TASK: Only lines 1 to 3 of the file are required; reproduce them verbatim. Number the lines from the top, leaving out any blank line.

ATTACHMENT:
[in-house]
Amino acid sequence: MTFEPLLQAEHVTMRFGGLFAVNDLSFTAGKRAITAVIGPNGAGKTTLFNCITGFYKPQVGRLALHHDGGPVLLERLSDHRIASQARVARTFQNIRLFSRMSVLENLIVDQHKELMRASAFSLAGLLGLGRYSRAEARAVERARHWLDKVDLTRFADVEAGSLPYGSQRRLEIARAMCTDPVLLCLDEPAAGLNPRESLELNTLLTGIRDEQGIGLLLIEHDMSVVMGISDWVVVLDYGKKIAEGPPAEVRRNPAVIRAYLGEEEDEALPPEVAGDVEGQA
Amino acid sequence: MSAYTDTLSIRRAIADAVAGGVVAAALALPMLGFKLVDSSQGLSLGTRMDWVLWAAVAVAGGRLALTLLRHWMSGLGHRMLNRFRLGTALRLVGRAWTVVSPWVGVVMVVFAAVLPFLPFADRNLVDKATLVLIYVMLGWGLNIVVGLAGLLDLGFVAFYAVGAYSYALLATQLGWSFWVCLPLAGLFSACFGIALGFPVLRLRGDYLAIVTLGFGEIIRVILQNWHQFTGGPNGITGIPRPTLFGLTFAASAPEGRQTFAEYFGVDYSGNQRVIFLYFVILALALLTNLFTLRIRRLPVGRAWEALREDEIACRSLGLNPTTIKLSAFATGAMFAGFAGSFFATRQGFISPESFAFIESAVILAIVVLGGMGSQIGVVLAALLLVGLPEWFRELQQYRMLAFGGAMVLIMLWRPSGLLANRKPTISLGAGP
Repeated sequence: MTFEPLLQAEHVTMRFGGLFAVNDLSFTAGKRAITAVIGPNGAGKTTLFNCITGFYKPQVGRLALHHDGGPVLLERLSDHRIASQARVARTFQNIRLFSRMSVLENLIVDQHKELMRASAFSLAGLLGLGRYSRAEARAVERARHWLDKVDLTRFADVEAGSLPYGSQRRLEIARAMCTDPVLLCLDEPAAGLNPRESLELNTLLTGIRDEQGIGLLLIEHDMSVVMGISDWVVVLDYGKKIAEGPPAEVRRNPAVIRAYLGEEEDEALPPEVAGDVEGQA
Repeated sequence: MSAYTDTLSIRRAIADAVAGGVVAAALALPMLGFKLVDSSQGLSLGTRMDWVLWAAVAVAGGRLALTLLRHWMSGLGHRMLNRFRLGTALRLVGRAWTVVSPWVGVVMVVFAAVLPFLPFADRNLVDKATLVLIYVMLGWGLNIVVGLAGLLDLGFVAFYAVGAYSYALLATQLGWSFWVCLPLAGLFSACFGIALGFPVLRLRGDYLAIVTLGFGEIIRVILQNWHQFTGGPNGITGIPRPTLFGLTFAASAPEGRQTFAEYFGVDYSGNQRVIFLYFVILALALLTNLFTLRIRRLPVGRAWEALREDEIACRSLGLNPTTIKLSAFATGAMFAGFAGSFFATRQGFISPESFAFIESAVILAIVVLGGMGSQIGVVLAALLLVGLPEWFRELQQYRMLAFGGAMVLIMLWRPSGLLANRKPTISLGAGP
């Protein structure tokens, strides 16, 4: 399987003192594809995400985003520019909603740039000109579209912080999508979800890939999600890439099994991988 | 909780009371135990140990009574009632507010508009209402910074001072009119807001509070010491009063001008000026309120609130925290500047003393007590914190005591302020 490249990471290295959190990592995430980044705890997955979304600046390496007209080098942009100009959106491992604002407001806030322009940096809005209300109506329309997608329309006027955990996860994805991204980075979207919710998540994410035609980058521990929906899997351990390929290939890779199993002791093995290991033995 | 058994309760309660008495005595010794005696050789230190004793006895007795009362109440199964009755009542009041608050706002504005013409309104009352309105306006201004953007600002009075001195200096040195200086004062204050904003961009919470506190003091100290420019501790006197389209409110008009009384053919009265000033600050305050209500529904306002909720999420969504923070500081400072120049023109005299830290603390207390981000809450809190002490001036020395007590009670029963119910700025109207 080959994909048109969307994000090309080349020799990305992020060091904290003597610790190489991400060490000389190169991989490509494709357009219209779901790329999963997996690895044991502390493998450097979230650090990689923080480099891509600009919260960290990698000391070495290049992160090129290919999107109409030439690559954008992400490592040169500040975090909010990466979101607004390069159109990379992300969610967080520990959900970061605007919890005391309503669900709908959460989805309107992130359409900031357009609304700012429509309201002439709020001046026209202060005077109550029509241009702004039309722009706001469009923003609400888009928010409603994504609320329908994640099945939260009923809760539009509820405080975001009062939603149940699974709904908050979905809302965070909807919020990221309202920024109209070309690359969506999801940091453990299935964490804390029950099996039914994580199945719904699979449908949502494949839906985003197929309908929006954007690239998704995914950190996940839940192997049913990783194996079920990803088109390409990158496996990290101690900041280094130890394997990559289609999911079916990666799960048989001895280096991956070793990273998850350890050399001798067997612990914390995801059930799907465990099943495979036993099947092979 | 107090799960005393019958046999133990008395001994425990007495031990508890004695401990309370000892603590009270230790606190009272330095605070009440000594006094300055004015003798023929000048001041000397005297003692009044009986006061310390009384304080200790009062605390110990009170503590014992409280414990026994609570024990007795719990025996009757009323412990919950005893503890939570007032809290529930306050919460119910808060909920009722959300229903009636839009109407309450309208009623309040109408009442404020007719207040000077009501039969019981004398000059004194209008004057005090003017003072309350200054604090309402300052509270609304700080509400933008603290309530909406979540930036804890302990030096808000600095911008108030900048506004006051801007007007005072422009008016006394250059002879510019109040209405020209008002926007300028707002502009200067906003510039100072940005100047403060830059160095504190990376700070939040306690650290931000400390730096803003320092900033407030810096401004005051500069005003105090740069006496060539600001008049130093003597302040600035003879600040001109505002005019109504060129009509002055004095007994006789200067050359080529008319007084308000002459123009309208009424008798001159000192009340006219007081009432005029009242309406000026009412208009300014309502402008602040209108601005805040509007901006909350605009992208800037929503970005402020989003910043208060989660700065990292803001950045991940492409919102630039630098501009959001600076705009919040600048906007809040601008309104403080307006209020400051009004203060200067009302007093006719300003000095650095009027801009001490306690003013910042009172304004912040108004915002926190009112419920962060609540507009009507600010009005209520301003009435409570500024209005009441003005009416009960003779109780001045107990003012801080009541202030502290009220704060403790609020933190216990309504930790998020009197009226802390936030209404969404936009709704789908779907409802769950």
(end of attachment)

[in-house]
Amino acid sequence: MTFEPLLQAEHVTMRFGGLFAVNDLSFTAGKRAITAVIGPNGAGKTTLFNCITGFYKPQVGRLALHHDGGPVLLERLSDHRIASQARVARTFQNIRLFSRMSVLENLIVDQHKELMRASAFSLAGLLGLGRYSRAEARAVERARHWLDKVDLTRFADVEAGSLPYGSQRRLEIARAMCTDPVLLCLDEPAAGLNPRESLELNTLLTGIRDEQGIGLLLIEHDMSVVMGISDWVVVLDYGKKIAEGPPAEVRRNPAVIRAYLGEEEDEALPPEVAGDVEGQA
Amino acid sequence: MSAYTDTLSIRRAIADAVAGGVVAAALALPMLGFKLVDSSQGLSLGTRMDWVLWAAVAVAGGRLALTLLRHWMSGLGHRMLNRFRLGTALRLVGRAWTVVSPWVGVVMVVFAAVLPFLPFADRNLVDKATLVLIYVMLGWGLNIVVGLAGLLDLGFVAFYAVGAYSYALLATQLGWSFWVCLPLAGLFSACFGIALGFPVLRLRGDYLAIVTLGFGEIIRVILQNWHQFTGGPNGITGIPRPTLFGLTFAASAPEGRQTFAEYFGVDYSGNQRVIFLYFVILALALLTNLFTLRIRRLPVGRAWEALREDEIACRSLGLNPTTIKLSAFATGAMFAGFAGSFFATRQGFISPESFAFIESAVILAIVVLGGMGSQIGVVLAALLLVGLPEWFRELQQYRMLAFGGAMVLIMLWRPSGLLANRKPTISLGAGP